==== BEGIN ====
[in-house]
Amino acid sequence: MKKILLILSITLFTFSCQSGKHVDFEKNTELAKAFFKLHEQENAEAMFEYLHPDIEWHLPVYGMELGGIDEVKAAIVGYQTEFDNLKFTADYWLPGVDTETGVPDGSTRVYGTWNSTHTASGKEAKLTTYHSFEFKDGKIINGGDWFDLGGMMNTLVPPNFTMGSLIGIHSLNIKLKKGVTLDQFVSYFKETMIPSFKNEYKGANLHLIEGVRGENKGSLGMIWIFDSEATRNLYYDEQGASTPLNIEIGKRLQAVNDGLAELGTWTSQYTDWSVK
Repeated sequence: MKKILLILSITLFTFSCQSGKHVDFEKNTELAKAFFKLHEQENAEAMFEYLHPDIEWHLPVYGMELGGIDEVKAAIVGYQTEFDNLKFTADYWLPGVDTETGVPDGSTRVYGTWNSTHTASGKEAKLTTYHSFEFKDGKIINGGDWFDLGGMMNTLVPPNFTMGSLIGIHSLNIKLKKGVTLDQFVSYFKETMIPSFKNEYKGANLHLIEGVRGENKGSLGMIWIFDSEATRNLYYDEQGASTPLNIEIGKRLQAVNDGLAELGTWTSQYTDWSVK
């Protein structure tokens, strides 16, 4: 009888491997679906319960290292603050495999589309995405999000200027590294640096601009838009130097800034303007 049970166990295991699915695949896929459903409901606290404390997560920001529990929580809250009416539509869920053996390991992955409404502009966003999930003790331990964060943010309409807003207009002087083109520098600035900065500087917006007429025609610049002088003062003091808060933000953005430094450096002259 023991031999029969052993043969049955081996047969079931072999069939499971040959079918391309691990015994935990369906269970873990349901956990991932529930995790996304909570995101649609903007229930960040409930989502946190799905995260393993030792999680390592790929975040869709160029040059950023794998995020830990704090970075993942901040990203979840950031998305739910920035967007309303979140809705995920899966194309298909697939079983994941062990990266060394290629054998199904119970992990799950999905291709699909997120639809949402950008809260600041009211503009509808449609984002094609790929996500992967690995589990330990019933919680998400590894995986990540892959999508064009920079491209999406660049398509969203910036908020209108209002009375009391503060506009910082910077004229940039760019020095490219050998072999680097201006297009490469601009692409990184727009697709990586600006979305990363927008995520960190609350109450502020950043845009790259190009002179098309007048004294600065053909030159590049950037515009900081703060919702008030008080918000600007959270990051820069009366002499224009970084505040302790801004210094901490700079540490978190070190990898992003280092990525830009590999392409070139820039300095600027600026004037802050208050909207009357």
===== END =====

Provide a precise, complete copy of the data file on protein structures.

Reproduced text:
[in-house]
Amino acid sequence: MKKILLILSITLFTFSCQSGKHVDFEKNTELAKAFFKLHEQENAEAMFEYLHPDIEWHLPVYGMELGGIDEVKAAIVGYQTEFDNLKFTADYWLPGVDTETGVPDGSTRVYGTWNSTHTASGKEAKLTTYHSFEFKDGKIINGGDWFDLGGMMNTLVPPNFTMGSLIGIHSLNIKLKKGVTLDQFVSYFKETMIPSFKNEYKGANLHLIEGVRGENKGSLGMIWIFDSEATRNLYYDEQGASTPLNIEIGKRLQAVNDGLAELGTWTSQYTDWSVK
Repeated sequence: MKKILLILSITLFTFSCQSGKHVDFEKNTELAKAFFKLHEQENAEAMFEYLHPDIEWHLPVYGMELGGIDEVKAAIVGYQTEFDNLKFTADYWLPGVDTETGVPDGSTRVYGTWNSTHTASGKEAKLTTYHSFEFKDGKIINGGDWFDLGGMMNTLVPPNFTMGSLIGIHSLNIKLKKGVTLDQFVSYFKETMIPSFKNEYKGANLHLIEGVRGENKGSLGMIWIFDSEATRNLYYDEQGASTPLNIEIGKRLQAVNDGLAELGTWTSQYTDWSVK
């Protein structure tokens, strides 16, 4: 009888491997679906319960290292603050495999589309995405999000200027590294640096601009838009130097800034303007 049970166990295991699915695949896929459903409901606290404390997560920001529990929580809250009416539509869920053996390991992955409404502009966003999930003790331990964060943010309409807003207009002087083109520098600035900065500087917006007429025609610049002088003062003091808060933000953005430094450096002259 023991031999029969052993043969049955081996047969079931072999069939499971040959079918391309691990015994935990369906269970873990349901956990991932529930995790996304909570995101649609903007229930960040409930989502946190799905995260393993030792999680390592790929975040869709160029040059950023794998995020830990704090970075993942901040990203979840950031998305739910920035967007309303979140809705995920899966194309298909697939079983994941062990990266060394290629054998199904119970992990799950999905291709699909997120639809949402950008809260600041009211503009509808449609984002094609790929996500992967690995589990330990019933919680998400590894995986990540892959999508064009920079491209999406660049398509969203910036908020209108209002009375009391503060506009910082910077004229940039760019020095490219050998072999680097201006297009490469601009692409990184727009697709990586600006979305990363927008995520960190609350109450502020950043845009790259190009002179098309007048004294600065053909030159590049950037515009900081703060919702008030008080918000600007959270990051820069009366002499224009970084505040302790801004210094901490700079540490978190070190990898992003280092990525830009590999392409070139820039300095600027600026004037802050208050909207009357």